Fine Southern Food from a Native Son

'Frank Stitt's Southern Table'
Christopher Hirsheimer/Artisan
Baked oysters with slab bacon and wilted greens.

Baked oysters with slab bacon and wilted greens. Christopher Hirsheimer/Artisan hide caption

itoggle caption Christopher Hirsheimer/Artisan
Roast quail with apples and pecans

Roast quail with apples and pecans. Christopher Hirsheimer/Artisan hide caption

itoggle caption Christopher Hirsheimer/Artisan
Strawberry milkshake

Strawberry milkshake. Christopher Hirsheimer/Artisan hide caption

itoggle caption Christopher Hirsheimer/Artisan
Bourbon panna cotta

Bourbon panna cotta. Christopher Hirsheimer/Artisan hide caption

itoggle caption Christopher Hirsheimer/Artisan

In 1982, when Frank Stitt opened Highlands Bar and Grill in Birmingham, Ala., the American gourmet scene was dominated by chefs on the East and West coasts. But as word spread about Stitt's French-inspired Southern creations, people began taking notice of the Dixie-based chef.

In 2001, Stitt received the James Beard award as the region's best chef. The same year, Gourmet magazine ranked Highlands Bar and Grill number five on their list of top U.S. restaurants.

Now, Stitt is sharing his mouthwatering dishes in Frank Stitt's Southern Table: Recipes and Gracious Traditions from Highlands Bar and Grill, a colorful new cookbook sprinkled with tales of growing up in Alabama. He talks about the tradition of food in the South.

Recipes from 'Frank Stitt's Southern Table':

 

Miss Verba's Pimiento Cheese

(Makes about 2 cups.)

 

Whenever Verba has the urge, she will make a huge bowl of the best pimiento cheese you have ever tasted. Little drugstore lunch counters throughout the South inevitably include pimiento cheese sandwiches on their menus as an economical option. But the cheese is usually the commercially prepared variety, of indifferent quality. Making your own, as Verba does, with lots of charred roasted peppers, gives the spread a whole new life. It is perfect for a light sandwich or as a down-home dip for crudités and crackers.

 

· 1 pound sharp yellow cheddar

· 1⁄4 pound cream cheese, softened

· 1 teaspoon freshly ground white pepper

· 3 large red bell peppers, roasted (see page 345), peeled, seeded, and chopped

· 1⁄2 cup Homemade Mayonnaise (page 336) or best-quality commercial mayonnaise

· 1 teaspoon sugar

· Splash of hot sauce, such as Tabasco or Cholula

· 1⁄8 teaspoon cayenne pepper (optional)

 

Grind the cheddar in a food processor fitted with the grating disk, or grate it on the small-holed side of a hand grater. Transfer the grated cheese to a bowl, add the cream cheese, white pepper, bell peppers, mayonnaise, sugar, hot sauce, and cayenne, if using, and blend all together thoroughly. Refrigerate and serve chilled. (The spread will keep for several days in the refrigerator, but it usually disappears long before that.)

 

Asparagus with Crawfish Meunière

(serves 4 as an appetizer)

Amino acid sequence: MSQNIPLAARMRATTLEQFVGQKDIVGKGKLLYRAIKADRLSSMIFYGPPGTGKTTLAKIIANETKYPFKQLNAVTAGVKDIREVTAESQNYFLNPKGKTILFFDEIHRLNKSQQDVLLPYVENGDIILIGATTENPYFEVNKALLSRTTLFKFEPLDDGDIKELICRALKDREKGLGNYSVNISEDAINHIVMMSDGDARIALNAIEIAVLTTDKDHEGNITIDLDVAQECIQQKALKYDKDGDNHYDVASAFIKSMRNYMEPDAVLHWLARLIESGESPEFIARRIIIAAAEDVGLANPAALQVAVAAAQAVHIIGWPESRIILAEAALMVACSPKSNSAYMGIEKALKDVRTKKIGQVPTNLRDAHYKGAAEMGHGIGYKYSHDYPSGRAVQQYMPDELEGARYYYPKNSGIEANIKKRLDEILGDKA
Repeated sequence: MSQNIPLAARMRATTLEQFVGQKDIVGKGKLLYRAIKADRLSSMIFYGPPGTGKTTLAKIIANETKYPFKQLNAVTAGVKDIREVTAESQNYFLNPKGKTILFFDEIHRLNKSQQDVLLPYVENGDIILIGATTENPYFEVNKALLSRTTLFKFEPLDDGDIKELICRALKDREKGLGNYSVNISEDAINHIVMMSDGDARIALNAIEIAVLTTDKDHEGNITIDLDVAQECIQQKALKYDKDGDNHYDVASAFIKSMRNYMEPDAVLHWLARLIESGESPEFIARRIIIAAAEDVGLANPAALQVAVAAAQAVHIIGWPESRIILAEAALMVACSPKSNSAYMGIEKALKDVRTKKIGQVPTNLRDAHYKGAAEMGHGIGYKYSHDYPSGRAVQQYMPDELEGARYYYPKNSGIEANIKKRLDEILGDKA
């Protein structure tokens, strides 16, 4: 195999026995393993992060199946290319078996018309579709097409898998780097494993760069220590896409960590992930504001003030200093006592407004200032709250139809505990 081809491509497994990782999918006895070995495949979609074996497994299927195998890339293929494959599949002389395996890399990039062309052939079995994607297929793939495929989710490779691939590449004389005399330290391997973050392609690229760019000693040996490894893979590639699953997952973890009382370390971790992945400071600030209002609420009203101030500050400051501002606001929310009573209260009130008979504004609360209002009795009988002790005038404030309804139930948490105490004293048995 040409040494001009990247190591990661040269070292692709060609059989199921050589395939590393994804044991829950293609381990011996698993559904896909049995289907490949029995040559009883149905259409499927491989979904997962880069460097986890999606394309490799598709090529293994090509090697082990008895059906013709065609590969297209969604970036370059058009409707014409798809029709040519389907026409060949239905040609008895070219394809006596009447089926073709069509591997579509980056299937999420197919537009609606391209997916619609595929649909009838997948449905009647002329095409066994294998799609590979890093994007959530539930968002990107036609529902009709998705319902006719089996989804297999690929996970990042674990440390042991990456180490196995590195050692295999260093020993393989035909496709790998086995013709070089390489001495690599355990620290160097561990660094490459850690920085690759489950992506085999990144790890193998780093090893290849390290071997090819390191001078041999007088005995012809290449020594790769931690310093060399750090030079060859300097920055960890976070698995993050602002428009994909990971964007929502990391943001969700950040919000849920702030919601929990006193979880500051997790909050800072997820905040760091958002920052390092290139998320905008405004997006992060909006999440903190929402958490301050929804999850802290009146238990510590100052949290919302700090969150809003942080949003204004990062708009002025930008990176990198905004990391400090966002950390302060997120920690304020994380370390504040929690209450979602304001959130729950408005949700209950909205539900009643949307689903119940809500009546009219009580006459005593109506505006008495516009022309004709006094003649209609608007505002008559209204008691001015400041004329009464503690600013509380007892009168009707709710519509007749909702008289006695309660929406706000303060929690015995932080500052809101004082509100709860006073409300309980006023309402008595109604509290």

This is one of those dishes that is so simple, yet so stunningly good. Make sure that all of your ingredients are perfectly fresh, and of the highest possible quality. The crawfish tails are already thoroughly cooked, so be careful to just heat them through to retain their tender plumpness—extended cooking will make them tough. In addition to the shrimp and crab mentioned as alternatives below, you could also substitute steamed mussels or clams for the crawfish.

 

· Kosher salt

· 16 jumbo asparagus spears, rough ends cut away and bottom half peeled

· 4 tablespoons unsalted butter

· 2 to 3 spring onions or 2 small sweet white onions, such as Vidalia, finely chopped

· 1 garlic clove, finely chopped

· 1⁄2 pound crawfish tailmeat (or substitute chopped boiled shrimp or crabmeat),

picked over

· 3 tablespoons white wine

· Juice of 1⁄2 lemon

· Freshly ground black pepper

· Dash of hot pepper sauce, such as Tabasco or Cholula

· 2 tablespoons chopped chives, flat-leaf parsley, or mint for garnish

 

Bring a large saucepan of water to a boil. Add 1 tablespoon salt and the asparagus and cook until tender, 4 to 5 minutes. Drain and pat dry.

Meanwhile, melt a scant tablespoon of the butter in a medium saucepan over medium heat. Add the spring onions and cook until just tender, about 4 minutes. Add the garlic and cook for another minute. Add the crawfish and white wine and simmer until the wine has reduced by half. Add the lemon juice, then whisk in the remaining butter bit by bit. Season with salt, pepper, and hot sauce.

Arrange the asparagus on plates and spoon the crawfish meunière over the top. Garnish with the fresh herbs.

 

To drink: Pouilly-Fuissé, Domaine Denogent, Pinot Gris, Pierre Sparr

Roast Fresh Pork Leg with Onion and Bacon Gratin

(Serves 10, with leftovers)

 

A "fresh ham" is an unsmoked pork hind leg. A roast pork leg makes for a dramatic presentation, and it provides a vast amount of meat, making it perfect for a buffet. Be sure to remove the aitch bone for easy carving; your butcher can do this if you like. Curing the pork in a brine for twenty-four hours adds both flavor and juiciness. The brine recipe I provide comes from my friend Jeremiah Tower’s book Jeremiah Cooks.

 

For the Brine:

· 2 gallons water

· 1 cup Kosher salt

· 1⁄2 cup sugar

· 4 garlic cloves, crushed

· 1 tablespoon juniper berries, toasted and crushed

· 6 thyme sprigs, leaves removed

· 6 bay leaves

· 1⁄2 bunch flat-leaf parsley, leaves removed and chopped

· 4 dried hot chile peppers

· 2 tablespoons freshly ground black pepper

· 1 tablespoon dried thyme

· 1 fresh pork leg (about 14 pounds), skinned, trimmed of fat, and aitch bone removed (have the butcher do this)

· Onion and Bacon Gratin (see recipe below)

 

Combine all of the brine ingredients in a large pot and bring to a simmer, stirring until the salt and sugar are dissolved, then transfer to a deep pot. Place in the refrigerator to cool thoroughly before using.

Place the pork leg in the chilled brine, cover with plastic wrap, and refrigerate for 12 hours. Turn the pork over in the brine and leave refrigerated for 12 hours more.

Remove the pork leg from the brine, wipe it dry, set it on a platter. Let it come to room temperature, about 1 hour.

Preheat the oven to 325°F.